Amsterdam’s Van Gogh Museum maintains the world’s largest collection of the works of the world’s most popular artist – Vincent van Gogh (1853-1890), his paintings, drawings and letters, completed with the art of his contemporaries. I read that each year, 1.6 million visitors come to the Van Gogh Museum, making it one of the 25 most popular museums in the world.
‘The permanent collection features the works of Vincent van Gogh – more than 200 painting, 500 drawings but also works of other artists, his contemporaries – Impressionists and Postimpressionists. Van Gogh’s work is organized chronologically into five periods, each representing a different period of his life and work: The Netherlands, Paris, Arles, Saint-Remy and Auvers-sur-Oise.‘
The museum made an effort to weave the timeline and progression of van Gogh’s mental illness into his artwork, and that, I felt, made it clearer to me as to why he painted what he did. In his final weeks, Van Gogh painted a number of landscapes of the wheat fields. On July 10, 1890 Van Gogh wrote to his brother, Theo about two of them saying,
Van Gogh’s last painting, Wheat Field with Crows
“They are vast stretches of wheat under troubled skies, and I did not have to go out of my way very much in order to try to express sadness and extreme loneliness…. I’m fairly sure that these canvases will tell you what I cannot say in words, that is, how healthy and invigorating I find the countryside.”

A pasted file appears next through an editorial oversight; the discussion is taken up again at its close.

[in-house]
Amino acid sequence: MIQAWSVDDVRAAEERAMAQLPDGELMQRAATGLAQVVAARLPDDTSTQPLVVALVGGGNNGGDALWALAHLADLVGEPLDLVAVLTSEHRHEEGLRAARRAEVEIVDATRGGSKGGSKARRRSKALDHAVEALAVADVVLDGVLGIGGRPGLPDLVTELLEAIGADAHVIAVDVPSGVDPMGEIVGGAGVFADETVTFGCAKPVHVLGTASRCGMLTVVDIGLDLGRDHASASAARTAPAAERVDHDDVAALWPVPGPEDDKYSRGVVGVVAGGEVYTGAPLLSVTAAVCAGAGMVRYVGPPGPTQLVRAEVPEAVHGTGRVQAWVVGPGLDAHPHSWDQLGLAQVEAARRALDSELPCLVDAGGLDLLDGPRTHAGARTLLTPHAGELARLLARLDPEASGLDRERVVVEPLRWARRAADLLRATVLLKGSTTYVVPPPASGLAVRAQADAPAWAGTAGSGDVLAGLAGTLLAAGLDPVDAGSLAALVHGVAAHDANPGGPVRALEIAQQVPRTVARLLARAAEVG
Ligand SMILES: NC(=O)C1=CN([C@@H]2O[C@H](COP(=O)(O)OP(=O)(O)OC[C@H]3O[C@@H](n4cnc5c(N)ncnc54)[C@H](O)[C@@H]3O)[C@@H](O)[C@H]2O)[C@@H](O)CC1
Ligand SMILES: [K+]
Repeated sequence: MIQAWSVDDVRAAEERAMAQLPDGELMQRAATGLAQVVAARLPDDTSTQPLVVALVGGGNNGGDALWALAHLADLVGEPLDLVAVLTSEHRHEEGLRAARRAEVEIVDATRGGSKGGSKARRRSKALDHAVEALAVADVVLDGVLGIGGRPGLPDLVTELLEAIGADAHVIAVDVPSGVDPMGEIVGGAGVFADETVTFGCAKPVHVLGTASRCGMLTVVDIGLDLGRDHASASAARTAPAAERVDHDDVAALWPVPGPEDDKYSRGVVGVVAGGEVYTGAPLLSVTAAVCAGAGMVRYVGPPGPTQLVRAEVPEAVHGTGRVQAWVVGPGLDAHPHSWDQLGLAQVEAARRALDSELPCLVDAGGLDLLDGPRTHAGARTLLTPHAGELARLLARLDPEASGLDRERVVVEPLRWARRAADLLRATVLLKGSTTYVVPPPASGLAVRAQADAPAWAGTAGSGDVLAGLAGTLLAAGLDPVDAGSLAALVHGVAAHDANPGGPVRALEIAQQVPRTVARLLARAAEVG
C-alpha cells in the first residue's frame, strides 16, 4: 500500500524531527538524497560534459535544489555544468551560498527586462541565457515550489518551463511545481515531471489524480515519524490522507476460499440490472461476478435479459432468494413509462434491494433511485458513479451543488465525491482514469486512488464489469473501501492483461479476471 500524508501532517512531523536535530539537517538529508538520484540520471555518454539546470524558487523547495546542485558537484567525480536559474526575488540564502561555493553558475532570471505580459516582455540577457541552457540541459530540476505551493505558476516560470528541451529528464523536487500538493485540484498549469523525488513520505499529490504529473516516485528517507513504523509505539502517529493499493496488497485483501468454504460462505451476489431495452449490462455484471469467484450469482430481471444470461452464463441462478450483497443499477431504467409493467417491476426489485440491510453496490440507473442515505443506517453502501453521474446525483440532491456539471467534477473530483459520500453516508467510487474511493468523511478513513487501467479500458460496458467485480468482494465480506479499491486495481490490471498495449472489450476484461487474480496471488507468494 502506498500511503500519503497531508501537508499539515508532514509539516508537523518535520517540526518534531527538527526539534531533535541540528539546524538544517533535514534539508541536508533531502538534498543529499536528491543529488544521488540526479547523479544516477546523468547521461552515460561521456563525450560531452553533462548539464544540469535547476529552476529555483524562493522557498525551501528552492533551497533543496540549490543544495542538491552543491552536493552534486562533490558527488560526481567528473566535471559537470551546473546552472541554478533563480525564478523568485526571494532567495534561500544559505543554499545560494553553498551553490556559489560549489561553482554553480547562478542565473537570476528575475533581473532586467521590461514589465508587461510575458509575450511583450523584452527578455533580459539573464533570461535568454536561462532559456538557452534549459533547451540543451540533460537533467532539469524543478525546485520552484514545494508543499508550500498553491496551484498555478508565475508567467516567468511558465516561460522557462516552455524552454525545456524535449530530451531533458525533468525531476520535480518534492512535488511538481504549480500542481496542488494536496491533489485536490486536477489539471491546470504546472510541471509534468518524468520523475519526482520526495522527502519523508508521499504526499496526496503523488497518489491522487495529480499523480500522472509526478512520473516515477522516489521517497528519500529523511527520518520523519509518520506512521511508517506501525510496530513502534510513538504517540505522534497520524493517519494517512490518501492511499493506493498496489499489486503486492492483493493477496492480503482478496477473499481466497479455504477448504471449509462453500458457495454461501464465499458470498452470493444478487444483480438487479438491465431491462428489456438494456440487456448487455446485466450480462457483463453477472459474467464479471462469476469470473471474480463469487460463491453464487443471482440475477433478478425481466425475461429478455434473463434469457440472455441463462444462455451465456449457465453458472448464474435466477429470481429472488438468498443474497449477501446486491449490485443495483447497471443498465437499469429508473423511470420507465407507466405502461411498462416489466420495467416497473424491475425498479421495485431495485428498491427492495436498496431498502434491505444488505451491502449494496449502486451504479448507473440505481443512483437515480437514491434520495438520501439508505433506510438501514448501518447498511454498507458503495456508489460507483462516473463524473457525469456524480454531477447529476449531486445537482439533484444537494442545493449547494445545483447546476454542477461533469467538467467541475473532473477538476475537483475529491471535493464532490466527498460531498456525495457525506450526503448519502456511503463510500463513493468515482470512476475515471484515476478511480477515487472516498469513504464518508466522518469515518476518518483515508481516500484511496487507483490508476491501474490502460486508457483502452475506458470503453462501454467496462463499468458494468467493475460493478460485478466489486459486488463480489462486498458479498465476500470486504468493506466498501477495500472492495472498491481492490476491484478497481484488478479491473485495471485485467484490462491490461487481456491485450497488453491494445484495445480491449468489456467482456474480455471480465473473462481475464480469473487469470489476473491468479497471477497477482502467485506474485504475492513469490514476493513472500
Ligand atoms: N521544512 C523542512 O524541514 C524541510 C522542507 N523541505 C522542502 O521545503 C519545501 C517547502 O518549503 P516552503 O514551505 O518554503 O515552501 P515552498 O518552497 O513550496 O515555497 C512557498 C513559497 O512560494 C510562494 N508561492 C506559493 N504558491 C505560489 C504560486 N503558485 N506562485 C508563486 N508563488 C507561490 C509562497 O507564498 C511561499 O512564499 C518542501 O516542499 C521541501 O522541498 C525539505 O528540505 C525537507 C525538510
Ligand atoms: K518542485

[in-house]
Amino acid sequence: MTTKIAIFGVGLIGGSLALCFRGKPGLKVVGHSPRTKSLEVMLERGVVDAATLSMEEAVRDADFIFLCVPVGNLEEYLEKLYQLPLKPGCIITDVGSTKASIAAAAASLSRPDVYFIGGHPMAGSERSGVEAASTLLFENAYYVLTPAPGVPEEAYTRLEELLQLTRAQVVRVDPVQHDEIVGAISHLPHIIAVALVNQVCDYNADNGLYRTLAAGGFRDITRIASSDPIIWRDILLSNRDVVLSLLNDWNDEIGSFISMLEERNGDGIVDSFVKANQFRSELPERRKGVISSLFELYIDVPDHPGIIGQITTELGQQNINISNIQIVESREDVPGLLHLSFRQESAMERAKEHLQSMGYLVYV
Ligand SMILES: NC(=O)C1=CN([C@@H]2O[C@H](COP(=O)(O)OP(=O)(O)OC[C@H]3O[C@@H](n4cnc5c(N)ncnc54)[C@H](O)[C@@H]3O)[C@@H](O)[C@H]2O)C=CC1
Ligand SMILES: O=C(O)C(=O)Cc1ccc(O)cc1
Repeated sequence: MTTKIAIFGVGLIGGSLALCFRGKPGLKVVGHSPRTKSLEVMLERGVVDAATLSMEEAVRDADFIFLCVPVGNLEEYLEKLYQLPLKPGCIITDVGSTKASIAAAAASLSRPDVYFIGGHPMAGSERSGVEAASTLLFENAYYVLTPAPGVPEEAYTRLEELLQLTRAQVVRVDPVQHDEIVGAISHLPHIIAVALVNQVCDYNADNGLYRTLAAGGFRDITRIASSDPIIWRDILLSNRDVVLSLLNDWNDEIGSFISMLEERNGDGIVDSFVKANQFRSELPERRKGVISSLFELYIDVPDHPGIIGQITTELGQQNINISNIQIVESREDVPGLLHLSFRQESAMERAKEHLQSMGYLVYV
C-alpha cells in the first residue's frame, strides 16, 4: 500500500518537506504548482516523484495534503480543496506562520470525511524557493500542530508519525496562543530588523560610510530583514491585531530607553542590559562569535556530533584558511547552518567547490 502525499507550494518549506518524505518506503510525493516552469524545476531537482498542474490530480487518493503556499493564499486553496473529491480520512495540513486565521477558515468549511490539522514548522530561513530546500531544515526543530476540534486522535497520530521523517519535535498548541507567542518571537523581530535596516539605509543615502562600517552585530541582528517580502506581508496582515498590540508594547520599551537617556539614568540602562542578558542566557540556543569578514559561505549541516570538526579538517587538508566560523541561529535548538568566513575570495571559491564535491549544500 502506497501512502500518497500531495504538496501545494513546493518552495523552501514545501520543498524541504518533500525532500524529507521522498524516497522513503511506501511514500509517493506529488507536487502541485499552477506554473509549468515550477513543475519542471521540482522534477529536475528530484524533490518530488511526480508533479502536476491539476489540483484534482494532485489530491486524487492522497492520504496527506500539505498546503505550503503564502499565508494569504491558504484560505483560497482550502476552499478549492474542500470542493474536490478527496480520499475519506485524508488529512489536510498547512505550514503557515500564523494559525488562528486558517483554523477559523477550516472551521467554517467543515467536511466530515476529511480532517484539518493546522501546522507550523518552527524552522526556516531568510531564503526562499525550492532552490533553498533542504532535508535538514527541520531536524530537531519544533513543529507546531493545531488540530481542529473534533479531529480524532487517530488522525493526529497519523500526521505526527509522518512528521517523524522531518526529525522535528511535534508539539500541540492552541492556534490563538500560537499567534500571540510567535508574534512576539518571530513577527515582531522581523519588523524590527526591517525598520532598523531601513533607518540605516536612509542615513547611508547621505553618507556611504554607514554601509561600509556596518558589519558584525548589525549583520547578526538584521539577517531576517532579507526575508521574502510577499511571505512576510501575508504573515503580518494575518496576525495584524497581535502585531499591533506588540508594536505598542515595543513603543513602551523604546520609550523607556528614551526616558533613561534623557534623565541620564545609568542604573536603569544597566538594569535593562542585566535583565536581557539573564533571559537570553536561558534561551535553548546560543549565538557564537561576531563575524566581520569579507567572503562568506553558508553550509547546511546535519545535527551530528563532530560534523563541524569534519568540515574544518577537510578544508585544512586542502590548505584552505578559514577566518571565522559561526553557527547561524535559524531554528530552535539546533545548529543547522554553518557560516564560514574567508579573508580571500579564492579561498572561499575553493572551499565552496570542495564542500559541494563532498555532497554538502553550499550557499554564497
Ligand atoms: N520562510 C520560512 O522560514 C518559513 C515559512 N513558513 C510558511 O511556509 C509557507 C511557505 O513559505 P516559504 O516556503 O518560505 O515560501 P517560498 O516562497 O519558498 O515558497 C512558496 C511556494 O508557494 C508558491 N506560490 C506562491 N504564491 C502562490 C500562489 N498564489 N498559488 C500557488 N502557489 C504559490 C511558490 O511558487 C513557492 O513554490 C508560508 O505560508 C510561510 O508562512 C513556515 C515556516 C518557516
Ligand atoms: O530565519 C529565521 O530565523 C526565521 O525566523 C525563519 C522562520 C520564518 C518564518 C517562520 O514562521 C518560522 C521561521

3 hours or so went by without us realising, and for the record, that was the longest time I’ve ever spent in a museum!
We spotted a tree that looked like a hand holding a large rock, and after I took a picture of it, I turned around to see Miriam sulking under the umbrella. We laughed as we reviewed the photo I took of Miriam under the umbrella and agreed that that photo was a clear depiction of how the rain makes us feel.
On the way back to Vera’s that day, we played the Rhyme Game — we’d say a word and the first person who fails to come up with a word that rhymes with it, loses.
The word: Door
‘I wish I could say ‘Tour’…,’ I say at one point.
‘Well it depends on how you say it, I usually pronounce it as ‘Tor’ instead of ‘Too-er’!’
So I lost… 😂
I made a mistake!!
Tree Roots was Van Gogh’s last painting, not Wheat Field With Crows, though commonly assumed to be!
‘Van Gogh had already made several drawings of tree roots in The Hague in 1882. He wrote at the time of his wish ‘to express something of life’s struggle […] in those gnarled black roots’. It is tempting to see the same symbolism in these twisted tree roots, painted eight years later.
The work seems to consist at first sight of a jumble of bright colours and abstract forms, prompting some art historians to identify Van Gogh as an important forerunner of abstract art. If you keep looking, however, you make out the tree roots, plants and leaves, and beneath them the brown and yellow of the sandy forest floor, all laid down on the canvas with powerful brushstrokes and oily gobs of paint.
Many people believe that the more dramatic Wheatfield with Crows is Van Gogh’s final work. This colourful painting is a much likelier candidate, however, as he was unable to complete it, which helps explain its irregular, unfinished character. Theo’s brother-in-law, Andries Bonger, described it as follows in a letter: ‘The morning before his death, he had painted an underwood [sous-bois], full of sun and life.’’